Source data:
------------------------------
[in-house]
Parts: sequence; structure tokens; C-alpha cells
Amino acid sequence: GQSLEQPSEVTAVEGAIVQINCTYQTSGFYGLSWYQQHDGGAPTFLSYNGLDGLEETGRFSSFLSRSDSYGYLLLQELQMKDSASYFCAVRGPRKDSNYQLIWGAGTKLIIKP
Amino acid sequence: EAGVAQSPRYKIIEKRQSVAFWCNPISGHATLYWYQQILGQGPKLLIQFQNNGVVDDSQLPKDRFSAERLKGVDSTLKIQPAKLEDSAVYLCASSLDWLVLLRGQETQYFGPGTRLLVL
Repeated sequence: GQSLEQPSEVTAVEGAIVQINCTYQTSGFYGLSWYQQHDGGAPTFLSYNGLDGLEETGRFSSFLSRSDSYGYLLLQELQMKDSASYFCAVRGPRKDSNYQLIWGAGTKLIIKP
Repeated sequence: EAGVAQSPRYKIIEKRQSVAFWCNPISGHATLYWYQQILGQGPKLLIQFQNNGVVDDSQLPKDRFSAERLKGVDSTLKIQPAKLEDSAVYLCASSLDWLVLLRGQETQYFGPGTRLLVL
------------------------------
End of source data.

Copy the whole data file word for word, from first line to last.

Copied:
[in-house]
Parts: sequence; structure tokens; C-alpha cells
Amino acid sequence: GQSLEQPSEVTAVEGAIVQINCTYQTSGFYGLSWYQQHDGGAPTFLSYNGLDGLEETGRFSSFLSRSDSYGYLLLQELQMKDSASYFCAVRGPRKDSNYQLIWGAGTKLIIKP
Amino acid sequence: EAGVAQSPRYKIIEKRQSVAFWCNPISGHATLYWYQQILGQGPKLLIQFQNNGVVDDSQLPKDRFSAERLKGVDSTLKIQPAKLEDSAVYLCASSLDWLVLLRGQETQYFGPGTRLLVL
Repeated sequence: GQSLEQPSEVTAVEGAIVQINCTYQTSGFYGLSWYQQHDGGAPTFLSYNGLDGLEETGRFSSFLSRSDSYGYLLLQELQMKDSASYFCAVRGPRKDSNYQLIWGAGTKLIIKP
Repeated sequence: EAGVAQSPRYKIIEKRQSVAFWCNPISGHATLYWYQQILGQGPKLLIQFQNNGVVDDSQLPKDRFSAERLKGVDSTLKIQPAKLEDSAVYLCASSLDWLVLLRGQETQYFGPGTRLLVL